Mexico’s history can be read in many ways, but to us, it’s most legible in food.
Mexico City’s capital is the country’s largest and most diverse city in everything from the people to the culture to the food.
What Food Is Mexico City Known For?
But it’s the city’s culinary diversity- on par with our hometown of Los Angeles- that excites us. We’re talking variety in cuisine, the regionality of the Mexican food you find, and the style of food, which can have everything from street food vendors to world-class fine dining on the same block.
Where to eat Street Food in Mexico City
We love traveling around Mexico to eat good food, but Mexico City has a unique quality. Eating your way through the city gives you a cross-section of Mexican food because you can find food from every corner of the country. Mexico City’s street food scene is so celebrated that it is recognized as a UNESCO Intangible Cultural Heritage.
You can find street food vendors across the whole city, but the highest concentration of vendors is in the historic city center or the Centro Historico in downtown. There is a bit of culture to order street food (when it doubt about garnishes for the food “con todo” or ask someone else in line), and some foods are more commonly made in the daytime while others are more common at night.
If you need a bit of help navigating it all, don’t hesitate to get in touch, and we’ll provide recs or even help you arrange a tour of the city’s street food.
The Iconic Food To Eat When You Travel To Mexico City
When we arrange travel planning services for our concierge clients traveling to Mexico City, the most common question we get asked is the most popular foods in Mexico. We don’t like to play favorites, but you can go wrong starting with the classics.
So here is a traditional Mexican food list that covers our favorite classic foods to eat when you travel to Mexico City:
As we’ve said before, Mexican breakfast foods top our Mexico bucket list, so we’re all about having that first meal of the day.
Start your day with a pastry and coffee to breakfast like a local. The most common breakfast pastries are sweet pastries known as pan dulces. There are various types and shapes, and they have some pretty cute names like conchas (shells), bigotes (mustaches), orejas (ears), and besos (kisses).
If you’re in downtown Mexico City, head to Pastelería Ideal for floors and floors of Mexican pastries.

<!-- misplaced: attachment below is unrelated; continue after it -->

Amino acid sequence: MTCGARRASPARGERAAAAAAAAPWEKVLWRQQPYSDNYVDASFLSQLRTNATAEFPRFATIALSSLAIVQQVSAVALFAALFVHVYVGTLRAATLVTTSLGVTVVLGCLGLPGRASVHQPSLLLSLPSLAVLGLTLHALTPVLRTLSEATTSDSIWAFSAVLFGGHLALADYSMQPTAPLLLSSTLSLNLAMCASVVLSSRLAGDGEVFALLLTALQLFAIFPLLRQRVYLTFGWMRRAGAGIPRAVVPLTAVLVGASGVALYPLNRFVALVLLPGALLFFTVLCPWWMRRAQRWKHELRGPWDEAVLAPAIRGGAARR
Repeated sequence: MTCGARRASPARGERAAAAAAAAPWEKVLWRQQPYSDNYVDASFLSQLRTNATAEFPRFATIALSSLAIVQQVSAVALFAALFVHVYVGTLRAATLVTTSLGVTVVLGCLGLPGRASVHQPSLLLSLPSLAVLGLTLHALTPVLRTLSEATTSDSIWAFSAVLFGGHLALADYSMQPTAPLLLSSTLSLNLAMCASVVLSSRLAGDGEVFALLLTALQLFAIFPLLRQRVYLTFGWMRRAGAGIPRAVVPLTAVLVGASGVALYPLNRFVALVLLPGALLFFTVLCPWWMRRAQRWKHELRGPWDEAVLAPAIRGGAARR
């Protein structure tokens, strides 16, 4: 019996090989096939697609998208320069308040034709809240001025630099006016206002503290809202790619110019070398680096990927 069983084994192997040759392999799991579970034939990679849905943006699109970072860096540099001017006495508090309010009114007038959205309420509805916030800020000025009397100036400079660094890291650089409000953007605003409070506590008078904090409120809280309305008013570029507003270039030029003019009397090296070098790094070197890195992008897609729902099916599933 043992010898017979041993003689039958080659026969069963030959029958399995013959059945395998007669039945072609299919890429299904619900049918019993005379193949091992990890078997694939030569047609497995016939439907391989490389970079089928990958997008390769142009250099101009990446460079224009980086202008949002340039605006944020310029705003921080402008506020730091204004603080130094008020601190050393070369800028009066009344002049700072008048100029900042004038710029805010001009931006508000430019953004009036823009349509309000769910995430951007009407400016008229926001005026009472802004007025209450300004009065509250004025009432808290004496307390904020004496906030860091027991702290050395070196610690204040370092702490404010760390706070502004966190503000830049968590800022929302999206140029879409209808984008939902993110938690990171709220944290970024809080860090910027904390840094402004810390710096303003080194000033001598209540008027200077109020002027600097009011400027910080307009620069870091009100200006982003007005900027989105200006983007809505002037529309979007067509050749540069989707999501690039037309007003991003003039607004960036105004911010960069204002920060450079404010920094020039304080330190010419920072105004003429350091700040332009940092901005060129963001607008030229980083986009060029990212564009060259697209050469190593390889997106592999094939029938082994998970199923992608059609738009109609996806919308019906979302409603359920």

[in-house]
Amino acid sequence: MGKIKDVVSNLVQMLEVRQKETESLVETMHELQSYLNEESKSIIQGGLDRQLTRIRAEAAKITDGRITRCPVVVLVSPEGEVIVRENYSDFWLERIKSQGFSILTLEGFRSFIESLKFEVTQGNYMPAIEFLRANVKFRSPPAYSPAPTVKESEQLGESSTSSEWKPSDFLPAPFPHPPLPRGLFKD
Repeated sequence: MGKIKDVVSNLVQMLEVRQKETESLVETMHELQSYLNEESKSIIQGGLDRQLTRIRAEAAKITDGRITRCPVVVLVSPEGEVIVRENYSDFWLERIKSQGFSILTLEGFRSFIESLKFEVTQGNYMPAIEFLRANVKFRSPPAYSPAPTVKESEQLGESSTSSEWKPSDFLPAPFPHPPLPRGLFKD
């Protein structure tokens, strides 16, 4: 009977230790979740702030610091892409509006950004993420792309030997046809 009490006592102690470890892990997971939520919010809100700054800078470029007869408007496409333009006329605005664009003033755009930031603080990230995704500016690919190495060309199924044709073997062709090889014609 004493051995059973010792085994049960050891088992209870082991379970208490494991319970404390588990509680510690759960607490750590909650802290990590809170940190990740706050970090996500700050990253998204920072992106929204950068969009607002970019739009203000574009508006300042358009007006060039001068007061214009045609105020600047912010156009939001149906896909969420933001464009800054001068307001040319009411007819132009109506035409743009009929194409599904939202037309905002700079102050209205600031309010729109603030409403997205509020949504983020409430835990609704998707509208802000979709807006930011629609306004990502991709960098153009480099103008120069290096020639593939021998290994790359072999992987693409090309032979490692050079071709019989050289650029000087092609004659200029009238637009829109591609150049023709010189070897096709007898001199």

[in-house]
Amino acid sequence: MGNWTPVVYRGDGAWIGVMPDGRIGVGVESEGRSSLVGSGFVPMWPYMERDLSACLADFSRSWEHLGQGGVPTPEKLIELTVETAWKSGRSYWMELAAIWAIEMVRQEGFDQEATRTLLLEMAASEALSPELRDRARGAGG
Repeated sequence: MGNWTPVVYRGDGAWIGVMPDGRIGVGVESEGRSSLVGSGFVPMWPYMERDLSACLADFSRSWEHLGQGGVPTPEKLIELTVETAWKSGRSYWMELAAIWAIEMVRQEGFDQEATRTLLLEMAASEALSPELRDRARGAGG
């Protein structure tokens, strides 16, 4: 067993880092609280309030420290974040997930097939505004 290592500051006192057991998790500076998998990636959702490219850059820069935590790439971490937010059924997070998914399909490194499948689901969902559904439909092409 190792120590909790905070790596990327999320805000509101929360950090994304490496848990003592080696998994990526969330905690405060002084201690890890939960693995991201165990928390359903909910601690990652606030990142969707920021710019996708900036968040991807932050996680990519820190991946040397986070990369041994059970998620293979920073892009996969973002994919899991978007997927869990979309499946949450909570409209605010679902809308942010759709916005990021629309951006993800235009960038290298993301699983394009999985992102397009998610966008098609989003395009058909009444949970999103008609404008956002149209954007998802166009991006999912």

Tamal Y Atole
For a super classic breakfast, get a tamal and some atole as it’s believed that the masa-based drink that is atole dates back to Pre Hispanic times. When you walk around Mexico City in the morning (especially in the markets), you’ll see many vendors selling tamales and atole.
Just heads up that it’s a hefty dose of carbs, so you may get full before you can finish it!
If you like salsa and tortilla chips, you’ve probably had chilaquiles — a classic Mexican breakfast dish of totopos (fried corn tortillas) tossed with salsa and sometimes topped with radishes, a fried egg, or even chicken.
Across Mexico, you’ll see all sorts of chilaquiles on restaurant menus, but unique to Mexico City is the torta de chilaquil. As in a French roll stuffed with chilaquiles (pictured above) and topped with all the fixings, yes, it’s as awesome as it sounds!
Even if you’re not a snacker in your normal day-to-day, make an exception when you travel to Mexico City because there are delicious sweet and savory snacks you’ll come across.
Yes, churros are initially from Spain, but you can find the sweet, cylindrical pastry throughout Mexico. The fried sweet dough is tossed in sugar or cinnamon sugar and then served with sauces ranging from chocolate to dulce de leche.
The best churros are fried to order, so steer clear of spots that serve room temperature churros!
Elotes and Esquites
If you live in an area with great Mexican food or have seen Nacho Libre, you’re likely familiar with the garnished corncobs known as elotes. Well, esquites as their off-the-cob sibling. Kernels are removed and boiled or roasted with epazote (a local herb), then served with your choice of salt, lime juice, mayonnaise, chile powder, or con todo (the works).
Our advice: always get it con todo!
Insects play a role in Mexican cooking that goes back to Pre Hispanic times. While it’s most common in more traditional dishes and as a street snack, you’ll also see modern restaurants add a variety of insects to dishes as a garnish. Our favorite types are escamoles, chicatanas, and chapulines.
Escamoles are ant larvae, also harvested from maguey plants, which have been a delicacy in Mexico City since the age of the Aztecs.
Chicatanas are giant flying ants harvested in the southern part of the country immediately following rains. They’re often ground up into dust and used to rim cocktail glasses or served whole in some dishes.
Chapulines are grasshoppers usually toasted and salted and can be found in everything from nut mixes sold on the streets to quesadillas in mezcalerias.
Mexico City’s variation on traditional tortas (sandwiches) is the pambazo. Whereas a bolillo (like a French bread roll) is standard across the country, the pambazo is made with the bread of the same name.